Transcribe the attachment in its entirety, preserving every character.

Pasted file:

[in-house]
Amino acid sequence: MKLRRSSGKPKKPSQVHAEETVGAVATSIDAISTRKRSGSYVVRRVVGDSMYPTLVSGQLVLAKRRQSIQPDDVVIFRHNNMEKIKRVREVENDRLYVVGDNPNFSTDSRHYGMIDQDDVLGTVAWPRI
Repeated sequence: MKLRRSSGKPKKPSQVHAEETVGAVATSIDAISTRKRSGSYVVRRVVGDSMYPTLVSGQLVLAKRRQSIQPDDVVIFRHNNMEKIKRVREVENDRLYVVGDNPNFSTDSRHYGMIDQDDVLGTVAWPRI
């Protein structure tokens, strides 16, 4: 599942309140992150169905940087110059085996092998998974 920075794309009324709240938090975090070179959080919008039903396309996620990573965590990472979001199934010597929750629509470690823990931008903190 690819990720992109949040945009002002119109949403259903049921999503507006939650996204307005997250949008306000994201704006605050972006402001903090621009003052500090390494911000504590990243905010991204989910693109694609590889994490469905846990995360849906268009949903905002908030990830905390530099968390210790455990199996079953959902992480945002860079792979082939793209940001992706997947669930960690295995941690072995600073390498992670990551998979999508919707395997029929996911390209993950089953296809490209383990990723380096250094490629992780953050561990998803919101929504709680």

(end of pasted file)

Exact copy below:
[in-house]
Amino acid sequence: MKLRRSSGKPKKPSQVHAEETVGAVATSIDAISTRKRSGSYVVRRVVGDSMYPTLVSGQLVLAKRRQSIQPDDVVIFRHNNMEKIKRVREVENDRLYVVGDNPNFSTDSRHYGMIDQDDVLGTVAWPRI
Repeated sequence: MKLRRSSGKPKKPSQVHAEETVGAVATSIDAISTRKRSGSYVVRRVVGDSMYPTLVSGQLVLAKRRQSIQPDDVVIFRHNNMEKIKRVREVENDRLYVVGDNPNFSTDSRHYGMIDQDDVLGTVAWPRI
């Protein structure tokens, strides 16, 4: 599942309140992150169905940087110059085996092998998974 920075794309009324709240938090975090070179959080919008039903396309996620990573965590990472979001199934010597929750629509470690823990931008903190 690819990720992109949040945009002002119109949403259903049921999503507006939650996204307005997250949008306000994201704006605050972006402001903090621009003052500090390494911000504590990243905010991204989910693109694609590889994490469905846990995360849906268009949903905002908030990830905390530099968390210790455990199996079953959902992480945002860079792979082939793209940001992706997947669930960690295995941690072995600073390498992670990551998979999508919707395997029929996911390209993950089953296809490209383990990723380096250094490629992780953050561990998803919101929504709680």